USS Montpelier SSN-765 Submarine
**On sale due to the inaccurate fairwater planes**
Dive with the USS Montpelier again in this handcrafted 20-inch submarine. Each piece is carved from wood and handpainted to provide a piece you’ll love.
USS Montpelier (SSN-765), a Los Angeles-class submarine, is the third ship of the United States Navy to be named for Montpelier, Vermont. The contract to build her was awarded to Newport News Shipbuilding and Dry Dock Company in Newport News, Virginia on 6 February 1987 and her keel was laid down on 19 May 1989. She was Christened April 6, 1991, launched on 23 August 1991 sponsored by Mrs. Nancy Hayes Sununu, and commissioned on 13 March 1993 with Commander Victor Fiebig in command.
USS Montpelier was the first submarine to launch Tomahawk cruise missiles in Operation Iraqi Freedom. She would go on to fire all 20 missiles earning her a “clean sweep” under the command of CDR William J. Frake.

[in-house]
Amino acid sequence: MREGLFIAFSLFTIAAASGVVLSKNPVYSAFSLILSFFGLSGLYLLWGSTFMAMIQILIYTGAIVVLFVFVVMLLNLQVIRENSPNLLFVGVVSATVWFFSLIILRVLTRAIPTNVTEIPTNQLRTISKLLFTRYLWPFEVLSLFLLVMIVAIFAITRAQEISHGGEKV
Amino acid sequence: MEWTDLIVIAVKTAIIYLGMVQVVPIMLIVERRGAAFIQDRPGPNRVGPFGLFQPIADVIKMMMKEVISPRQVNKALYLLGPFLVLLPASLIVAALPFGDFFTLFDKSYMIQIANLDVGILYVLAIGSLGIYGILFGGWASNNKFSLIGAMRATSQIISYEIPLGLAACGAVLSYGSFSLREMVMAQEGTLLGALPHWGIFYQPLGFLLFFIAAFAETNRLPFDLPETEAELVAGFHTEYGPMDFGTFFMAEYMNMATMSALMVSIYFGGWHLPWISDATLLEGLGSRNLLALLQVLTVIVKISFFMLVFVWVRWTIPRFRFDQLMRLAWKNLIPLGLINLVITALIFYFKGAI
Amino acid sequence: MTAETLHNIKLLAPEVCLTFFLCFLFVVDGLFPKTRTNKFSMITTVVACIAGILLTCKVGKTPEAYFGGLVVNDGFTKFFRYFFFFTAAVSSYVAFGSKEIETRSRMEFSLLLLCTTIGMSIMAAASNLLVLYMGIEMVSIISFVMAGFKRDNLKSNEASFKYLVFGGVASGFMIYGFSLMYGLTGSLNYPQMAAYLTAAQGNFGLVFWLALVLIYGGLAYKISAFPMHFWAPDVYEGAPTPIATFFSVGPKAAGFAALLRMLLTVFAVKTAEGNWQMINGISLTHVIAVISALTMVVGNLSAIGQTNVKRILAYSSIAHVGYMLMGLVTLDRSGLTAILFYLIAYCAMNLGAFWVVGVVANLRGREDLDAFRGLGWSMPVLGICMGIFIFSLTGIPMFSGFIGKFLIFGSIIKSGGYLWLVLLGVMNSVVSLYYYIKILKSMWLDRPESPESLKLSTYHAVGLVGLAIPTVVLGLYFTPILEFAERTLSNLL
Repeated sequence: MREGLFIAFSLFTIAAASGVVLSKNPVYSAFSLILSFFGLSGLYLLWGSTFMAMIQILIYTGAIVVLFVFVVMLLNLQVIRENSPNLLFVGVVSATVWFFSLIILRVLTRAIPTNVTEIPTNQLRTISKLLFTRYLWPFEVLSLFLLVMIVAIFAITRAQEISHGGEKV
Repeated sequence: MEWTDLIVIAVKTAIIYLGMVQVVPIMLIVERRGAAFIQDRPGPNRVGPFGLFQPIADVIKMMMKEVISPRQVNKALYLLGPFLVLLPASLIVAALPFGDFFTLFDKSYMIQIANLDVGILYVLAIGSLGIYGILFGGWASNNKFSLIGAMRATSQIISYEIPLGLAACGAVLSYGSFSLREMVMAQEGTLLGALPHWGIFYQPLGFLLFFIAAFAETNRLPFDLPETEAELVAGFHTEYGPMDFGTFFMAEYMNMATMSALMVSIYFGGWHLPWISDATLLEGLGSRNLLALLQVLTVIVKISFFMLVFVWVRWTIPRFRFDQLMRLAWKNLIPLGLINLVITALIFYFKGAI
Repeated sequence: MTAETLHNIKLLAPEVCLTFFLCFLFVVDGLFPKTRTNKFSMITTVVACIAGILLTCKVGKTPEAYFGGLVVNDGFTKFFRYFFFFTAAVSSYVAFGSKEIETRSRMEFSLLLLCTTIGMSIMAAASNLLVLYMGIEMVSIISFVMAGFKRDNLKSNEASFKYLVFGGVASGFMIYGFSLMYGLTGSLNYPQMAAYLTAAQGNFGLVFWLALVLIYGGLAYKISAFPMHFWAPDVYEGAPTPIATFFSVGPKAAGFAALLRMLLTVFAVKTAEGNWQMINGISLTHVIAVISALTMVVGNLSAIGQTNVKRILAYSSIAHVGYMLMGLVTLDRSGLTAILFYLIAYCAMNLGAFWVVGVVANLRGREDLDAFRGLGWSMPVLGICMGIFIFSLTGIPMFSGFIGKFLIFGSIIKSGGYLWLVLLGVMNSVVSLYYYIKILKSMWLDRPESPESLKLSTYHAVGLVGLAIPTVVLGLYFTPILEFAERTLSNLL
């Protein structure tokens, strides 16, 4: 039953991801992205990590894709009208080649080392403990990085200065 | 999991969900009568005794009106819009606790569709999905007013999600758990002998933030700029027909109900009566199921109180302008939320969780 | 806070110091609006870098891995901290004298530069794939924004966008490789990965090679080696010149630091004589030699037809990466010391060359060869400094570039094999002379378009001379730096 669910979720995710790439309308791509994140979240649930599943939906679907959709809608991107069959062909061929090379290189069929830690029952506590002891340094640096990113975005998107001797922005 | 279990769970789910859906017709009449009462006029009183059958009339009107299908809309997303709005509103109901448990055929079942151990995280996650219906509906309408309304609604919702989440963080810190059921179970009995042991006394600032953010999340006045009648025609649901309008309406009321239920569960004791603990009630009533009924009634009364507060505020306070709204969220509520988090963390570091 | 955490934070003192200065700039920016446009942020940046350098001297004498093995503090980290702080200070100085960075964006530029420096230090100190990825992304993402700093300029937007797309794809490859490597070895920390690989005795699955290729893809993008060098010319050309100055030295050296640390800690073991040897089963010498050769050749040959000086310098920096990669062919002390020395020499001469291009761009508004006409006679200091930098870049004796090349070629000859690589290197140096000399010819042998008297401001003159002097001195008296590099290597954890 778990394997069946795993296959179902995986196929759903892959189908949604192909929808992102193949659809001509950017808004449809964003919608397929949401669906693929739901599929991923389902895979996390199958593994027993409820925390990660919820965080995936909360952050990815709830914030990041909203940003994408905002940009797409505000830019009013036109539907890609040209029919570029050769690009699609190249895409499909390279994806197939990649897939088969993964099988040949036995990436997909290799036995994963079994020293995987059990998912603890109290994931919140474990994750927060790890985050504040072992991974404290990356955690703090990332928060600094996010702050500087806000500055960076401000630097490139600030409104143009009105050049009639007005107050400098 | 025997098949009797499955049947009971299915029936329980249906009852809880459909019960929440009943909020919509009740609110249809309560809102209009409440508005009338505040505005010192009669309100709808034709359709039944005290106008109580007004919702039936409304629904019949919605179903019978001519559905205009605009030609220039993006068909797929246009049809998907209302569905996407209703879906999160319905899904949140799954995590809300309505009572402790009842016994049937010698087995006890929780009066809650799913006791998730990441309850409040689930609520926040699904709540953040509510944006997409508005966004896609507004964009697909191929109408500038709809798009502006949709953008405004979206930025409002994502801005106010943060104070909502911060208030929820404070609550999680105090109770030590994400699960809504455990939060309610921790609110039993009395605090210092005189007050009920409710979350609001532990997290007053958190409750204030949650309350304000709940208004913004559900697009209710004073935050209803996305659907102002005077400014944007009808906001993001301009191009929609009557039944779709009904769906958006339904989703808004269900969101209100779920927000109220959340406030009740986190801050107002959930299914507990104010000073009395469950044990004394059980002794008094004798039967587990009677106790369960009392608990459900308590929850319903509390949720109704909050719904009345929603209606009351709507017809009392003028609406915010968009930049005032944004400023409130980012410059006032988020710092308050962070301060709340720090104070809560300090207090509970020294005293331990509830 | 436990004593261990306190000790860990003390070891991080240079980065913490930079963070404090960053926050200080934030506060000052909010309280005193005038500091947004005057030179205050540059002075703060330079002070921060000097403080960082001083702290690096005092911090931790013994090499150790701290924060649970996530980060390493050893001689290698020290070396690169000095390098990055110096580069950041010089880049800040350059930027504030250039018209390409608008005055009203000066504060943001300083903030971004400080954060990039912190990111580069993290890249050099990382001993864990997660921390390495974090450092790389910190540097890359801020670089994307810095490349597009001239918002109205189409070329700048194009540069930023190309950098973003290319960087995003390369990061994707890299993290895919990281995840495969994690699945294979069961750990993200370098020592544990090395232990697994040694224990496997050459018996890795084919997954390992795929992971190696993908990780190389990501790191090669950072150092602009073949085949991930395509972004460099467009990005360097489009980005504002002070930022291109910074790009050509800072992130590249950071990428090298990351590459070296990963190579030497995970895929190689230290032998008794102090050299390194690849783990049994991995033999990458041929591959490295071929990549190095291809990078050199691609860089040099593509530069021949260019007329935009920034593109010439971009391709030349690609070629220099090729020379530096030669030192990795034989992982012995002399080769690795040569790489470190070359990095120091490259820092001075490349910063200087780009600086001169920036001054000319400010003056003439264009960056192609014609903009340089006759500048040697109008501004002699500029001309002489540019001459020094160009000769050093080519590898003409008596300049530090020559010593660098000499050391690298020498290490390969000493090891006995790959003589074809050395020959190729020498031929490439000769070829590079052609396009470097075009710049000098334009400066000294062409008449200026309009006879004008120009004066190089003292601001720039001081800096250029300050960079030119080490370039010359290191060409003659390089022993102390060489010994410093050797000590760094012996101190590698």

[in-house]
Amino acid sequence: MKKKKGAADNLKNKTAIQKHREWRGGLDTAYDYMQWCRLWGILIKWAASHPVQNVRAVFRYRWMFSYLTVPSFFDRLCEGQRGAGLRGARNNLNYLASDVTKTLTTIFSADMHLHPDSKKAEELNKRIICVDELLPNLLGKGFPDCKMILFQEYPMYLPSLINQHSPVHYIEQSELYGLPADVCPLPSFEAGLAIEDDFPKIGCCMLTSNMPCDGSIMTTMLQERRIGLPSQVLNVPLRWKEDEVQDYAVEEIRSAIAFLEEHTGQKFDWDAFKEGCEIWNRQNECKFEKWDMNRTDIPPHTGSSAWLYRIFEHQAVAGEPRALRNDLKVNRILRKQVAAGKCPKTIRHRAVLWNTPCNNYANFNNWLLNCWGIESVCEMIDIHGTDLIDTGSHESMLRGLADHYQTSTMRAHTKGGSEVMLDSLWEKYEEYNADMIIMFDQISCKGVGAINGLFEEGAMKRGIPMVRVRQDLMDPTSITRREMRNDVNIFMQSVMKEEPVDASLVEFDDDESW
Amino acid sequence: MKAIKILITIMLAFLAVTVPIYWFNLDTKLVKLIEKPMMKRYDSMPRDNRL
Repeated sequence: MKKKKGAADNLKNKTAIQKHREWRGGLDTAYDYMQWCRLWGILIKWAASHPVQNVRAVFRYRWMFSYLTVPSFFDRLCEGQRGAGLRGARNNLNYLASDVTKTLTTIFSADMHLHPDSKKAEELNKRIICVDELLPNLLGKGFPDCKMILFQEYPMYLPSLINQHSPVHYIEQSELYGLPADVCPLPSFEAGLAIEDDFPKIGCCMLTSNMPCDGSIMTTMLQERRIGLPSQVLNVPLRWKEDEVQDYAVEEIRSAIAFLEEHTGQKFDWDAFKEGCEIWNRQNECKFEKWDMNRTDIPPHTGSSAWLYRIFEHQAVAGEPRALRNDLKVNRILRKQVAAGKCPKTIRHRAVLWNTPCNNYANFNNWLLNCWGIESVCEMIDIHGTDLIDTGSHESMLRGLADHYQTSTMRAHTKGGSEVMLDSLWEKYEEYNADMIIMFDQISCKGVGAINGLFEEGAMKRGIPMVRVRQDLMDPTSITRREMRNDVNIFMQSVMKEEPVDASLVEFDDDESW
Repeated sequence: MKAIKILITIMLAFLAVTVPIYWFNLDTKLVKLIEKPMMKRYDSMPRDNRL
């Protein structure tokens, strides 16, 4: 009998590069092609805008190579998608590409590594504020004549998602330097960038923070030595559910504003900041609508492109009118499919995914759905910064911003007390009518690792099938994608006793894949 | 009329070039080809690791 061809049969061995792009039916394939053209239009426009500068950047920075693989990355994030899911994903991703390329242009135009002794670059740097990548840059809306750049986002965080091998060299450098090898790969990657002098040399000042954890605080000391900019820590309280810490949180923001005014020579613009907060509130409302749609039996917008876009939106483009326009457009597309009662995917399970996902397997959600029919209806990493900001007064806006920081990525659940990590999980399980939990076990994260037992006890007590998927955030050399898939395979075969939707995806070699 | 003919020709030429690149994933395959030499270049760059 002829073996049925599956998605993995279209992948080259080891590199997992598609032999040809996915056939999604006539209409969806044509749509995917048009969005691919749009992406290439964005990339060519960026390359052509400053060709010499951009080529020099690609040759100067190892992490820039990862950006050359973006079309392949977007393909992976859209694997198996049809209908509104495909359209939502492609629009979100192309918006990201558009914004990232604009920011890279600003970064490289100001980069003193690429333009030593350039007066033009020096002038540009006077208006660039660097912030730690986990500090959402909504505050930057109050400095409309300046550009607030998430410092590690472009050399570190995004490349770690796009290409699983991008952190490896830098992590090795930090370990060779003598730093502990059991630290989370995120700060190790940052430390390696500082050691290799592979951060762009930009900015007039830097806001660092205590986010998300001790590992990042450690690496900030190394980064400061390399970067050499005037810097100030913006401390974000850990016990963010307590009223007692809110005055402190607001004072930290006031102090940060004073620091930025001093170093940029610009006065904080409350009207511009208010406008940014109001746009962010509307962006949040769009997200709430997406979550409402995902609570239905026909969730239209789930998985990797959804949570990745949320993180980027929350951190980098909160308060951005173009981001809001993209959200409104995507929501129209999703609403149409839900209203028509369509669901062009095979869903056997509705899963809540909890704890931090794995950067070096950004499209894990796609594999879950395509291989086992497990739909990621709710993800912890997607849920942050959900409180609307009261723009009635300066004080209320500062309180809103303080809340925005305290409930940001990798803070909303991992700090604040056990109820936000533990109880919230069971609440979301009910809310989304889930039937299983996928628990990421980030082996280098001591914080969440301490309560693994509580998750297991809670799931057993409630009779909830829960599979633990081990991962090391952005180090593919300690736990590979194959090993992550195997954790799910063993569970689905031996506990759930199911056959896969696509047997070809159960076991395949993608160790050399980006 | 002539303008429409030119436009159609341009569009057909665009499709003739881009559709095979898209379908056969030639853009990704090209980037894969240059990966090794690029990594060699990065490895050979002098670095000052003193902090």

On 27 May 2004 Montpelier went through an 18-month Depot Modernization Period (DMP) at Portsmouth Naval Shipyard in Kittery, Maine. The ship and crew completed this period three months ahead of schedule and, after successfully completing sea trials returned to their home port in Virginia. The boat entered Norfolk Naval Shipyard on 5 February 2010 for modernization, maintenance, and upgrades, expected to cost around $35 million for 640,000-man hours, and included changing the submarine’s buoyancy characteristics and upgrading its sonar capabilities. The work was completed and the sub returned to the fleet on 26 July 2010, eight days earlier than scheduled.
On 13 October 2012, USS Montpelier collided with the cruiser USS San Jacinto off the east coast of the United States near Florida. Both ships were conducting a training exercise at the time of the incident. No one on board either ship was injured. The sub’s captain, Commander Thomas Winter, was relieved and the sub has since undergone $70 million in repairs.